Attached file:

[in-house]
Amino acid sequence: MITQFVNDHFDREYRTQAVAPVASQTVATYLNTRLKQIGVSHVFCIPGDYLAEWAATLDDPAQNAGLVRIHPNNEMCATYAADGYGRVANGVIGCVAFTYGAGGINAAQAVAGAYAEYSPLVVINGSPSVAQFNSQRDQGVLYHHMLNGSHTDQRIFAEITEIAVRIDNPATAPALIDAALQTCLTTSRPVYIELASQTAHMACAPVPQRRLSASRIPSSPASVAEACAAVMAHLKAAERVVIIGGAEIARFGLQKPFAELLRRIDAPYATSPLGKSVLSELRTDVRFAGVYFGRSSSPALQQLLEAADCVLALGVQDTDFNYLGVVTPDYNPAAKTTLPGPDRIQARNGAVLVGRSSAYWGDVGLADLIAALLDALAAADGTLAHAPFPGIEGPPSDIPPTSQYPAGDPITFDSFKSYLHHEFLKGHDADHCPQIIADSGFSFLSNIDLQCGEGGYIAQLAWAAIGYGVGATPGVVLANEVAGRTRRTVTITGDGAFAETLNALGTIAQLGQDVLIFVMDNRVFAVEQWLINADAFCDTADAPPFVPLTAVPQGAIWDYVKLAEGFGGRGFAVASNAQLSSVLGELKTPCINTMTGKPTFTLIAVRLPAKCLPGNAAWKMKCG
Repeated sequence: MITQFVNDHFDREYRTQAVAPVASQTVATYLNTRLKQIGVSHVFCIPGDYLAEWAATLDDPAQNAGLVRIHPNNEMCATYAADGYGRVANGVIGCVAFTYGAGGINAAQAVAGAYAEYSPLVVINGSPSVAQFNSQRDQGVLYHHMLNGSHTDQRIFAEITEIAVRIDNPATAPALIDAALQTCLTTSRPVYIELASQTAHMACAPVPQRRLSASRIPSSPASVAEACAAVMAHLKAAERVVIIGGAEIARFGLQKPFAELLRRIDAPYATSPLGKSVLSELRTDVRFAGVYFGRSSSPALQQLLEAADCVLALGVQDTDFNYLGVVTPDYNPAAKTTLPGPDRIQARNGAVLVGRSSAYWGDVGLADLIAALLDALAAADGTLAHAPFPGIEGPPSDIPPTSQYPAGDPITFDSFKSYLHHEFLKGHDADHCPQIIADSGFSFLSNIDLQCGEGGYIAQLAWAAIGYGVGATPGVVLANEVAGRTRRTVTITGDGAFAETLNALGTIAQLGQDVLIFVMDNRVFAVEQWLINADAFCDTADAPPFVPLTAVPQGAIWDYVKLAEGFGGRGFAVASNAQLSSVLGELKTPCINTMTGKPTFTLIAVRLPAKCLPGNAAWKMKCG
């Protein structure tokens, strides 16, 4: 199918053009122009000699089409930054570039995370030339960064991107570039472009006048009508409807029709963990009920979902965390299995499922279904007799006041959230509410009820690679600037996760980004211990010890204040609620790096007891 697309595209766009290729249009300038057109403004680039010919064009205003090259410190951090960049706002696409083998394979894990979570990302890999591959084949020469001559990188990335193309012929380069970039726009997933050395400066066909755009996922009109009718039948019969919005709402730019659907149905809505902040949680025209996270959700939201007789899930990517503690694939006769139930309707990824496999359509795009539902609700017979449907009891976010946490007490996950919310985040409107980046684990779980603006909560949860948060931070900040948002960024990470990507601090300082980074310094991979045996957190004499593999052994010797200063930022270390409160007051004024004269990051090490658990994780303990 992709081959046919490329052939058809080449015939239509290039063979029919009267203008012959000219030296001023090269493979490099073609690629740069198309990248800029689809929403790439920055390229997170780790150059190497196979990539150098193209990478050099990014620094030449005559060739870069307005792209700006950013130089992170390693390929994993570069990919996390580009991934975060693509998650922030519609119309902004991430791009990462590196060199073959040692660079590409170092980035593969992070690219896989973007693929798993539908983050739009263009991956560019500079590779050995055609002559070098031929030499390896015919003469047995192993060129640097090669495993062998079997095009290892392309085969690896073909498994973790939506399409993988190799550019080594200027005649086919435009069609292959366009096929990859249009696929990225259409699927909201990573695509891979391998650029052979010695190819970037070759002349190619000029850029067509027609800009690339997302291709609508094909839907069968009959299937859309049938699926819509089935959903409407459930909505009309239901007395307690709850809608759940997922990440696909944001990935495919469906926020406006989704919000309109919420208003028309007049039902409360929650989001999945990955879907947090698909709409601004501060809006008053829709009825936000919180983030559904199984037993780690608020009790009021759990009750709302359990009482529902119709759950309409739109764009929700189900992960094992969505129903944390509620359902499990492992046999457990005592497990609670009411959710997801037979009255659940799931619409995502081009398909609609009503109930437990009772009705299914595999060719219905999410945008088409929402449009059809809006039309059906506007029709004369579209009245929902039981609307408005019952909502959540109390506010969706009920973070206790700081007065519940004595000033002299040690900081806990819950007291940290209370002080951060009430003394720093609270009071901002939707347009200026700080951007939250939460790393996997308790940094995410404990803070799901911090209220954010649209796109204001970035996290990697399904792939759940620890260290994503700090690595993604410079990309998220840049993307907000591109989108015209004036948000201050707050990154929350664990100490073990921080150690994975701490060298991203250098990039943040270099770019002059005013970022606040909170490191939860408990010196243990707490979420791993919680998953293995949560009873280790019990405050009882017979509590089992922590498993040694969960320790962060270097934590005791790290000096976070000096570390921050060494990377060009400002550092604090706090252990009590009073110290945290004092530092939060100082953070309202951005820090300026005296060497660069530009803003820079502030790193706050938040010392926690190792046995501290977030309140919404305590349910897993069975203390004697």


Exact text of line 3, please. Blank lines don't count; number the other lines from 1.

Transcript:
Repeated sequence: MITQFVNDHFDREYRTQAVAPVASQTVATYLNTRLKQIGVSHVFCIPGDYLAEWAATLDDPAQNAGLVRIHPNNEMCATYAADGYGRVANGVIGCVAFTYGAGGINAAQAVAGAYAEYSPLVVINGSPSVAQFNSQRDQGVLYHHMLNGSHTDQRIFAEITEIAVRIDNPATAPALIDAALQTCLTTSRPVYIELASQTAHMACAPVPQRRLSASRIPSSPASVAEACAAVMAHLKAAERVVIIGGAEIARFGLQKPFAELLRRIDAPYATSPLGKSVLSELRTDVRFAGVYFGRSSSPALQQLLEAADCVLALGVQDTDFNYLGVVTPDYNPAAKTTLPGPDRIQARNGAVLVGRSSAYWGDVGLADLIAALLDALAAADGTLAHAPFPGIEGPPSDIPPTSQYPAGDPITFDSFKSYLHHEFLKGHDADHCPQIIADSGFSFLSNIDLQCGEGGYIAQLAWAAIGYGVGATPGVVLANEVAGRTRRTVTITGDGAFAETLNALGTIAQLGQDVLIFVMDNRVFAVEQWLINADAFCDTADAPPFVPLTAVPQGAIWDYVKLAEGFGGRGFAVASNAQLSSVLGELKTPCINTMTGKPTFTLIAVRLPAKCLPGNAAWKMKCG